San Antonio, TX -- A seven-year veteran of the San Antonio police department was arrested last week and charged with theft by a public servant, a third-degree felony.
Officer Konrad Chatys, 32, was responding to a disturbance call on New Year's Eve when he saw that the couple involved in the call had marijuana, a rifle, and two-thousand dollars in cash in their vehicle, according to the SAPD.
While Chatys held the couple in custody, he loaded the stolen goods into his cruiser. He then released the couple without charges apparently thinking that the couple wouldn't pursue the proper channels to retrieve their stolen property.
Chatys was wrong. On Jan. 7, the couple went to the SAPD to file a complaint and amazingly enough, Internal Affairs and SAPD Intelligence started investigations with help from the Bexar County D.A. and San Antonio F.B.I., SAPD said.
Technology implemented in the SAPD officer's car actually helped to incriminate him. He was seen on his own dashcam taking the items. Also, when his GPS data was pulled it showed that Chatys went to his personal residence, allegedly to drop off the stolen goods, before being dispatched to another call.
Chatys never reported taking the items.
On Jan. 8, a search warrant was executed at Chatys' home and he was arrested that night.
SAPD officials said Chadys could face more criminal charges and possibly termination if convicted in a court of law, according to KSAT. He is currently on administrative leave.
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"Anytime something like this happens, it reflects poorly on the individual officer and, more importantly, on our organization," said San Antonio Police Chief Anthony Trevino. "But we need to bear in mind that it doesn't reflect us as a whole. We have more than 2,000 officers that go to work day and night doing a great job serving our community."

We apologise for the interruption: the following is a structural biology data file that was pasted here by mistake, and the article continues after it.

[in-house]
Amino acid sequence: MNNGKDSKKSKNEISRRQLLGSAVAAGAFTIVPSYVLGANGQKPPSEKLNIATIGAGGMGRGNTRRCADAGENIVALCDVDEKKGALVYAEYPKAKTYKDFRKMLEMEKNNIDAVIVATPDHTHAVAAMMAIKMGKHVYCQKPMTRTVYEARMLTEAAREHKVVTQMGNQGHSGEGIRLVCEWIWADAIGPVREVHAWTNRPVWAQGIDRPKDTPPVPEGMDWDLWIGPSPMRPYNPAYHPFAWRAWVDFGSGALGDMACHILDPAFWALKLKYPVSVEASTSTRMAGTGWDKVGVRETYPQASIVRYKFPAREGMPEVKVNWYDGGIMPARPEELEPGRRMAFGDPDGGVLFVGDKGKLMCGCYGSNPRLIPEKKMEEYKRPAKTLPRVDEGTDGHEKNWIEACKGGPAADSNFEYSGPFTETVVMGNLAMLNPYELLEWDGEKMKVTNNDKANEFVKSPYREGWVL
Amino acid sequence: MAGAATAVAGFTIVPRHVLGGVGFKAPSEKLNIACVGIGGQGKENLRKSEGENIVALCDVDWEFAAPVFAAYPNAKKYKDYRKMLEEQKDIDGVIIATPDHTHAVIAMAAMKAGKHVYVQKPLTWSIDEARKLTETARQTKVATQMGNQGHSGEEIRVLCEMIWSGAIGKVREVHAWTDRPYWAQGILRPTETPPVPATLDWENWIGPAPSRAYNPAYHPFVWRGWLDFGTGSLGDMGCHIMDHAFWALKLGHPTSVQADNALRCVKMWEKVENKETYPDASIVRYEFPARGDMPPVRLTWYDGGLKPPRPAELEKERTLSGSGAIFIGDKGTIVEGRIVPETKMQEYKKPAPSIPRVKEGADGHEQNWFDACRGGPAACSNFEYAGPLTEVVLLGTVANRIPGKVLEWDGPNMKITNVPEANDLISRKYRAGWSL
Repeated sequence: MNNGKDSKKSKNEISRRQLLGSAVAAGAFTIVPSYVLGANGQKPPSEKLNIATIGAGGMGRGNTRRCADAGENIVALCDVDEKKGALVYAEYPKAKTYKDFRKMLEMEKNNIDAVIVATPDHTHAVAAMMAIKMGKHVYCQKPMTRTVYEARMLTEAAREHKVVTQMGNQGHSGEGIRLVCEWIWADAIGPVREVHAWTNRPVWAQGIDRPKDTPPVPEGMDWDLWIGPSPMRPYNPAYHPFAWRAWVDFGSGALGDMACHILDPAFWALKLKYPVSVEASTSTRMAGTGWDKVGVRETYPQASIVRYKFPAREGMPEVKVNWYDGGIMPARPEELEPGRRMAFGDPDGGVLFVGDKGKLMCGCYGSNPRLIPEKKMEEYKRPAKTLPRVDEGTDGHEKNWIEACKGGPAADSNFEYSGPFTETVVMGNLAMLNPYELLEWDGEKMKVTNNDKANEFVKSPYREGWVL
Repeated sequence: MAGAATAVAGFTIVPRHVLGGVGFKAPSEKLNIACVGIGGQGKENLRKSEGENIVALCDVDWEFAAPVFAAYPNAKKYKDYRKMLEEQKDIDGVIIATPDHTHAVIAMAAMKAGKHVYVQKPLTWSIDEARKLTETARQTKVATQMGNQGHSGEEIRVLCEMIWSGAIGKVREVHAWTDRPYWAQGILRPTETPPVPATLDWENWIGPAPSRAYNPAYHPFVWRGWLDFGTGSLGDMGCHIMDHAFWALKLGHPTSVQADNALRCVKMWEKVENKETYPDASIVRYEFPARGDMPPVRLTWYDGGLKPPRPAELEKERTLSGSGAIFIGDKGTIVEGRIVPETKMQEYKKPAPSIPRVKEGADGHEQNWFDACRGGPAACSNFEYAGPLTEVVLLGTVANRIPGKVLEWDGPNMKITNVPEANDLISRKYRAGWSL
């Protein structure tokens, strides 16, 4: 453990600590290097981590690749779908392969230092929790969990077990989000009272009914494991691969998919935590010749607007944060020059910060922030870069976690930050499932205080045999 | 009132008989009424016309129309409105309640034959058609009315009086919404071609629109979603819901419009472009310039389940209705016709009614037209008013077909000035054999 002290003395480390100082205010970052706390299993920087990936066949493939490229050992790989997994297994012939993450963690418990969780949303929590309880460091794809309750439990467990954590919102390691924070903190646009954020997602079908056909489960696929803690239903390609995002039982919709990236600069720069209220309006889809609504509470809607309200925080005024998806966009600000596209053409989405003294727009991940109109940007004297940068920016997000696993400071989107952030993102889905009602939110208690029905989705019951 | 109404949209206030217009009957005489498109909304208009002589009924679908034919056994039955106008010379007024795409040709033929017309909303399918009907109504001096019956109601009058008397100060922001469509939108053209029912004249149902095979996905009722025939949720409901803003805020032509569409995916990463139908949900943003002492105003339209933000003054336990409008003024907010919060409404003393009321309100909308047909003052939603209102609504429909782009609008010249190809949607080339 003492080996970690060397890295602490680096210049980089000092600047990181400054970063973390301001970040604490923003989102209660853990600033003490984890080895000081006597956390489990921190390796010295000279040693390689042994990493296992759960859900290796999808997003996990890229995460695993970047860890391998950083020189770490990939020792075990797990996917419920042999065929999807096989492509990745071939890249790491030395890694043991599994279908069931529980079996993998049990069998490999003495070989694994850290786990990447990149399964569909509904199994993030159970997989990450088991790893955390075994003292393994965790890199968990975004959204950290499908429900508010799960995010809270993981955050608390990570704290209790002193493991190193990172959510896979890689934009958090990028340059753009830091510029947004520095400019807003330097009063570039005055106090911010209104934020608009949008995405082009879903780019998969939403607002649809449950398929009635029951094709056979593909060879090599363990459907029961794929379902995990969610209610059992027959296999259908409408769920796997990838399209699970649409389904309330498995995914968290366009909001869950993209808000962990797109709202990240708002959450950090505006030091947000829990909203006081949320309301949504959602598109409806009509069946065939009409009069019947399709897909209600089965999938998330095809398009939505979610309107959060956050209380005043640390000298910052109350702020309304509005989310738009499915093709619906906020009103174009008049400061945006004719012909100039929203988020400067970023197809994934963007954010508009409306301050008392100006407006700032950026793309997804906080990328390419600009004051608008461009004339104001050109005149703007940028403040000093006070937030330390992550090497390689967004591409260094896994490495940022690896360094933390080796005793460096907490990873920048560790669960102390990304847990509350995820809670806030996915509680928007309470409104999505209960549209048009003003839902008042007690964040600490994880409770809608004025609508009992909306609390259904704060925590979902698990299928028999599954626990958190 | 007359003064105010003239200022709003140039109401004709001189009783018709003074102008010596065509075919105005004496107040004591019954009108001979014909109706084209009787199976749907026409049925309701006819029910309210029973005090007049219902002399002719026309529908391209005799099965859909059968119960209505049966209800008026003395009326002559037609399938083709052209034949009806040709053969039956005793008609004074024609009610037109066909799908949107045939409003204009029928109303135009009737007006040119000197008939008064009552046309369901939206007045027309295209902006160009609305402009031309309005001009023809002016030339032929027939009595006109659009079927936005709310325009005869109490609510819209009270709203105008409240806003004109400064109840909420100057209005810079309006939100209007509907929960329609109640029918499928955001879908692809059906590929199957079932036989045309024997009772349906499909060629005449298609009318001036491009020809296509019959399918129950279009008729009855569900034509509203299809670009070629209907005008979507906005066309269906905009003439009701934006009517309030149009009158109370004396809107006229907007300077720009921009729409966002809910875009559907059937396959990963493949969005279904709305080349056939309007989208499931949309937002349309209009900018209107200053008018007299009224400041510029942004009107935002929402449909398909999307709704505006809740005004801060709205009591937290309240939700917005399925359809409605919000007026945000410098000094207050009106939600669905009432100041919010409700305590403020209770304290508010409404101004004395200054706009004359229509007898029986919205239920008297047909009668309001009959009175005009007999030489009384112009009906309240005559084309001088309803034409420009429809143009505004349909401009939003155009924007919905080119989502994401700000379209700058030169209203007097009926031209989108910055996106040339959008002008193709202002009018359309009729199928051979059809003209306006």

However, the problem of corruption and negligence within the SAPD is not exactly isolated. Three of those 2,000 SAPD officers severely brutalized an innocent man as he tried to photograph his wife's new location for her medical practice.
When KENS 5 news interviewed then SAPD police chief William McManus, he stated that “Clearly it was a case of mistaken identity. From the report that I’ve read, from the photo that I saw and from your description, I’ve not seen anything at this point that would indicate to me that anything out of order happened.”
Last month the Free Thought Project brought you the story of SAPD officer Serena Botello whose GPS was also used to show her negligence, exposing the fact that she had refused to do her job, not once, not 5 times, not 15 times, but 23 times in just a two-month period.
One of these 23 incidents was even caught on Botello’s dashcam as well. She was seen driving away from a shooting in which she could have possibly saved the victim's life.
Also last month, a former SAPD officer was sentenced to 18 months in jail for gruesomely stabbing and shooting his family's dog.
In July of last year, it was the SAPD who brutally beat a 16-year-old boy because they smelled marijuana.
Also in 2014, it was 2 SAPD officers who brutally beat a 70-year-old man because they thought he was drunk. He was actually having a diabetic attack.
But sure, these and the many others, are probably all just isolated incidents.